Estrogen treatment inhibits vascular endothelial senescence and asymmetrical dimethylarginine in ovariectomized rabbits.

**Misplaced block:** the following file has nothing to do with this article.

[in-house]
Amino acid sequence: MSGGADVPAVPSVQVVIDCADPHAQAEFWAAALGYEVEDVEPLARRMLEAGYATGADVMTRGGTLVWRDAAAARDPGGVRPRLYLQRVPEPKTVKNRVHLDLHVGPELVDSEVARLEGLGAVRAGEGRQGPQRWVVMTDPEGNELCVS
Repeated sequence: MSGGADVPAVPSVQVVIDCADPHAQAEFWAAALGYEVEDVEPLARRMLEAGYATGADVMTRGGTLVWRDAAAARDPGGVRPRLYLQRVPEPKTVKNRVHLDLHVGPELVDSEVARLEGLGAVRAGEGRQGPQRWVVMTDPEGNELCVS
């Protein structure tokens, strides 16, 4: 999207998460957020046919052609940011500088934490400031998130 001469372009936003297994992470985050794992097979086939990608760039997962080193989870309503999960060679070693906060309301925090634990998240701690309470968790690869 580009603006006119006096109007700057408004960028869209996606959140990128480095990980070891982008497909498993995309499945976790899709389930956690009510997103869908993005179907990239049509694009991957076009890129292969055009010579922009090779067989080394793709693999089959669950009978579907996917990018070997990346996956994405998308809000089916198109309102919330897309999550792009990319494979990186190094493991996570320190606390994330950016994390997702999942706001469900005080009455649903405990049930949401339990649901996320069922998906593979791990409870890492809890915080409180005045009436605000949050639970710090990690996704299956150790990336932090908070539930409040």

ABSTRACT To investigate the effects of estrogen treatment on aortic endothelial senescence and atherosclerosis, an ovariectomized female rabbit model was constructed, and human umbilical vein endothelial cells were utilized to explore the potential mechanisms. Twenty-eight female rabbits were randomized into 4 groups (7 each): sham operation, ovariectomized, ovariectomized plus low-dose estradiol treatment, and ovariectomized plus high-dose estradiol treatment. All rabbits were fed on high-cholesterol diet for 12 weeks. Blood samples were collected to determine the serum estradiol, asymmetric dimethyl L-arginine (ADMA), and lipid levels, and the aortas were separated for histopathologic analysis. After ovariectomy and high-fat diet, the concentration of serum estradiols declined significantly (P < 0.01) and the levels of ADMA and serum lipids increased (all P < 0.01) as the area of senescent endothelium and atherosclerotic lesions enlarged (both P < 0.01). However, administration of estradiols reduced the levels of ADMA, total cholesterol, and low-density lipoprotein (LDL) cholesterol and inhibited endothelial senescence and atherosclerosis (all P < 0.01). Simultaneously, the concentration of high-density lipoprotein cholesterol and triglyceride increased (all P < 0.01). In vitro experiments also confirmed that estradiols could decrease the ADMA levels induced by oxidized LDL and inhibited oxidized LDL–induced and ADMA-induced human umbilical vein endothelial cell senescence. These results indicate that estrogens can inhibit endothelial senescence and atherosclerosis with reduced ADMA levels and improved lipid profile.